Wife No. 19   is a book written by one of Brigham’s Wives who escaped mormonism.  Her name, “Ann Eliza” stood out to me.  While true the game does not specifically mention polygamy, I think it would have been too obvious if it had.  She divorced young and testified before U.S. Congress in 1875.  Having a girl who leaves the separated city both by the names “Ann” and a form of “Elizabeth” seems more than coincidental.  Ann’s age when she married was 24 when Brigham was 67.

The Philosophy

Throughout the game, one is introduced to the philosophy of Prophet Comstock and others.  Included in the prophet’s litany are features such as:

The Negro is lesser and like an animal.  Also taught by Brigham Young

The worker should not complain but should do his work willingly.  Also taught by Brigham Young

Zachary Comstock’s voxphone recording says:”Your right prophet, but if grace is within the grasp of one such as you, How can anyone else not see it within themselves?” This was often a statement about the prophet Joseph Smith, a poor farm boy, and why God called him.  Joseph prided himself on being “just a man” but also a prophet which feel comes through Zachary Comstock’s teachings.

Comstock says that Columbia “another ark, for another time.”  Joseph Smith taught he was like Noah before the Fire.

Comstock refers to Columbia as like Eden.  Joseph/Brigham placed Eden in Jacksonville, Missouri

Comstock: What exactly was the great emancipator, emancipating the negro from? From his daily bread, from the nobility of honest days work, from wealthy patrons who sponsered them from cradle to grave.  Brigham: Slaves in Utah are “perfectly contented and satisfied.”

{Spoiler warning} The leader of the Vox Populi, Daisy Fitzgerald, a black woman, was a slave in Comstock’s house.  Brigham Young kept slaves.  One of the theories of Brigham’s death is that he was poisoned via arsenic in the sugar bowl he personally used, perhaps via a slave/servant in his home.

One cannot help but wonder about the sheer number of troops that come rushing out to attack the false prophet.  However, reading about Brigham Young’s Danites and the account of Johnson’s army, the setting really is set up for unending numbers of troops who want to attack a false prophet.  See Brigham Young’s quote about giving apostates the answer of his Bowie Knife for how false shepards would have been received.

The final moment where I decided this wasn’t all just coincidence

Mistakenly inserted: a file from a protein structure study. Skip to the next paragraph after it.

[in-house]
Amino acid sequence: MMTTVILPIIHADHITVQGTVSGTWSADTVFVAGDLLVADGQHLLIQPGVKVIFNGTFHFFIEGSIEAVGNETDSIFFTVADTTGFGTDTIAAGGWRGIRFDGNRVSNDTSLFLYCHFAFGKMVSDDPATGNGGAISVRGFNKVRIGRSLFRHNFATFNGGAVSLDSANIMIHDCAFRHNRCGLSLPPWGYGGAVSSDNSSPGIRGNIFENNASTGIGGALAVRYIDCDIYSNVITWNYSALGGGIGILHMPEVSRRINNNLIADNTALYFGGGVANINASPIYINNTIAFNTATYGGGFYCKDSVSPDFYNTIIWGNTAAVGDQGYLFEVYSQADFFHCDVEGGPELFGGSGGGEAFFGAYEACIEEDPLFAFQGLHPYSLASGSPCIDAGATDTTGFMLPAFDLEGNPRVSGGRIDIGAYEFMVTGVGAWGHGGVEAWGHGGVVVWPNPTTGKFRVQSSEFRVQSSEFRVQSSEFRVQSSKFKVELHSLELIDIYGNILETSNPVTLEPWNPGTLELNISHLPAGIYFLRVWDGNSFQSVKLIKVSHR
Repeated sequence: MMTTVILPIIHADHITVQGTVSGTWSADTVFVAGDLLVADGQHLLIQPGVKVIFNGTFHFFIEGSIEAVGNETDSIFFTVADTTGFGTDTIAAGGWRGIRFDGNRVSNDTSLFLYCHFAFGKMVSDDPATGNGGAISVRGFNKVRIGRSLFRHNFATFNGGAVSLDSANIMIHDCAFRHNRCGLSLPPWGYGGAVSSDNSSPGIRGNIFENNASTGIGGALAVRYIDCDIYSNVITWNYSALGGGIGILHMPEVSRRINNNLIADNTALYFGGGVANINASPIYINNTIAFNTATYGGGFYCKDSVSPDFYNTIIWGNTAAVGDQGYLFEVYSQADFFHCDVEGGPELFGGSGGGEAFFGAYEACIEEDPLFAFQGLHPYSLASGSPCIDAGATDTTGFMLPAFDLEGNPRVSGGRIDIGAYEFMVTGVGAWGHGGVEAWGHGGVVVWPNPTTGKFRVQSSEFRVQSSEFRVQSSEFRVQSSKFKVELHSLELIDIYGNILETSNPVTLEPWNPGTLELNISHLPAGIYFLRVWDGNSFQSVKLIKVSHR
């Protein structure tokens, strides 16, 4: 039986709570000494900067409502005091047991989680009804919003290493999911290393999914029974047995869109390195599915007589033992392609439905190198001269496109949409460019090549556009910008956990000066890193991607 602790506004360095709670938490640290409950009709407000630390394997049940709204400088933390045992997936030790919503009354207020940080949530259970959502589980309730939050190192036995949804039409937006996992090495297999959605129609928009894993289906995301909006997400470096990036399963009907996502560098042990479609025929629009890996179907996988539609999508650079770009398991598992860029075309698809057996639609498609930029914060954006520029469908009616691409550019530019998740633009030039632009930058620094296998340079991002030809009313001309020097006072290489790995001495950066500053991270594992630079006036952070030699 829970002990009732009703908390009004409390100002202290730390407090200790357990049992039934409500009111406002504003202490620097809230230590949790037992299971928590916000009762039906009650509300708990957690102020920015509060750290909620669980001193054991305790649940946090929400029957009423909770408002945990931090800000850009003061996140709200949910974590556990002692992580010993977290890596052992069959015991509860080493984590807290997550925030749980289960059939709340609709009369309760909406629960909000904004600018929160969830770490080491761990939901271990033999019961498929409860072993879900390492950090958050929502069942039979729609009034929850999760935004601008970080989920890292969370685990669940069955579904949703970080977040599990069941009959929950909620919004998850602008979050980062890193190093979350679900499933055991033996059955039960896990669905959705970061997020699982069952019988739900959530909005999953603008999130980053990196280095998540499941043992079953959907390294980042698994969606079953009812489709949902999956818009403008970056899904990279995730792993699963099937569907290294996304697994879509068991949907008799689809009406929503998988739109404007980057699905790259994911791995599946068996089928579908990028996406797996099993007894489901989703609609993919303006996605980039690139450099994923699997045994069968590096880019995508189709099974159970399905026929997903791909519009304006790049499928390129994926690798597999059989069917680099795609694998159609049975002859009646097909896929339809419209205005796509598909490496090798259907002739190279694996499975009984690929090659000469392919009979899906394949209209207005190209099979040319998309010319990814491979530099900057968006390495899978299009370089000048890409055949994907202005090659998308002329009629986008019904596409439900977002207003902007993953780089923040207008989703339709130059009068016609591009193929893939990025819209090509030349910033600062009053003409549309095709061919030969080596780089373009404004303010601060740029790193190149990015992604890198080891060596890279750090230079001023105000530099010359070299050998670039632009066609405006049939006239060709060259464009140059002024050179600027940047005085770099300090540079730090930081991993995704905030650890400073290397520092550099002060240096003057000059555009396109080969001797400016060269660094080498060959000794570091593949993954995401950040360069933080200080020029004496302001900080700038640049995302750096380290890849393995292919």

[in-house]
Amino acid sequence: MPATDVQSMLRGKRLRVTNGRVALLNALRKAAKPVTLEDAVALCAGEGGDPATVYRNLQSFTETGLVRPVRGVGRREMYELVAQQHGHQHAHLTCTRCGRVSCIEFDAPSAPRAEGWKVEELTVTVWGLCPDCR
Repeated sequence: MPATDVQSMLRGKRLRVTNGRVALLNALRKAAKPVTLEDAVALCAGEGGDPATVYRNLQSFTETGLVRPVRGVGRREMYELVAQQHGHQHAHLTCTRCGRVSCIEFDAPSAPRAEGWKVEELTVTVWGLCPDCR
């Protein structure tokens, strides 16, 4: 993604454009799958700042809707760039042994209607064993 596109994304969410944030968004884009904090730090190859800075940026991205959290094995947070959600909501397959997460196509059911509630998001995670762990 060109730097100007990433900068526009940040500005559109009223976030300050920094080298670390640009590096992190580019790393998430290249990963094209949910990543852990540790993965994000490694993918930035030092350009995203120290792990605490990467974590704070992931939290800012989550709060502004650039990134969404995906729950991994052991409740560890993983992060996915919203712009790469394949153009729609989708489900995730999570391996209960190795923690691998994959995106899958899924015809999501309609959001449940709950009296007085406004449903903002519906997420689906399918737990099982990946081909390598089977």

So all of this is kinda fun, but what was it that really convinced me?  Well if the girl had been a plural wife, it just shouts out “Mormon”.  Especially with the name “Elizabeth” and “Ann”.  But that wasn’t what happened.

The Gunsmith

So among all this new-fangled steampunk tech, one finds a gunsmith at one point in the game.  Joseph Smith (First prophet of mormonism) also had a key gunsmith named “Browning” who built steampunk-esque features for the prophet.  Included were secret passageways and hiding places in the Navoo mansion house, a .50 caliber rifle with a cartridge in the 1840’s (Oh yes, he built a 10 shot .50 caliber), and a refrigerator.  Nothing like the Twins and their floating city, but still interesting that both are key.

And while on your way to the gunsmith, you get a very in-your-face moment with something that is as central to mormonism as multi-wives.

Fink industries’ owner Jeremiah Fink, gives a discourse on how workers should be like the honey bee.  This could have come out of any sunday school manual or priesthood lesson I ever attended.  You see, in the Book of Mormon, the Jaredites (Long story) supposedly take with them “Deseret” or honey bees on steampunk-like submarines, 3700 years before anyone thought of submarines.  This honeybee becomes the symbol of Utah:

Utah State flag features the honey bee quite prominantly

 One can see it in everything built by Brigham Young.  The temple door handles have honey bee hives on them.  Brigham often spoke about being like the honey bee.

Now a main difference is the class difference in Bioshock Infinite. Fink’s statements are of oppression of the worker, whereas many of the businesses in Utah were started as Co-ops, with the workers sharing in the profits.  But the overall “These cult-like people who separated from the United States identify with the Honey bee and have a bearded prophet” was enough for me to say, someone on the writing team knew something of Mormon history.

Other ancillary similarities: 

Brigham hired a gun named William Hickman, who I thought Booker DeWitt was based on for most the game.

Brigham once told the story of praying if he was different from his Ox.  It is humorous and is similar to Comstock’s conversion story in some respects.  Trying not to spoil here but it involves two path ways.

Brigham’s discourses around 1857 about “Americans” and Babylon sound similar to Comstocks rants against the “Sodom below”.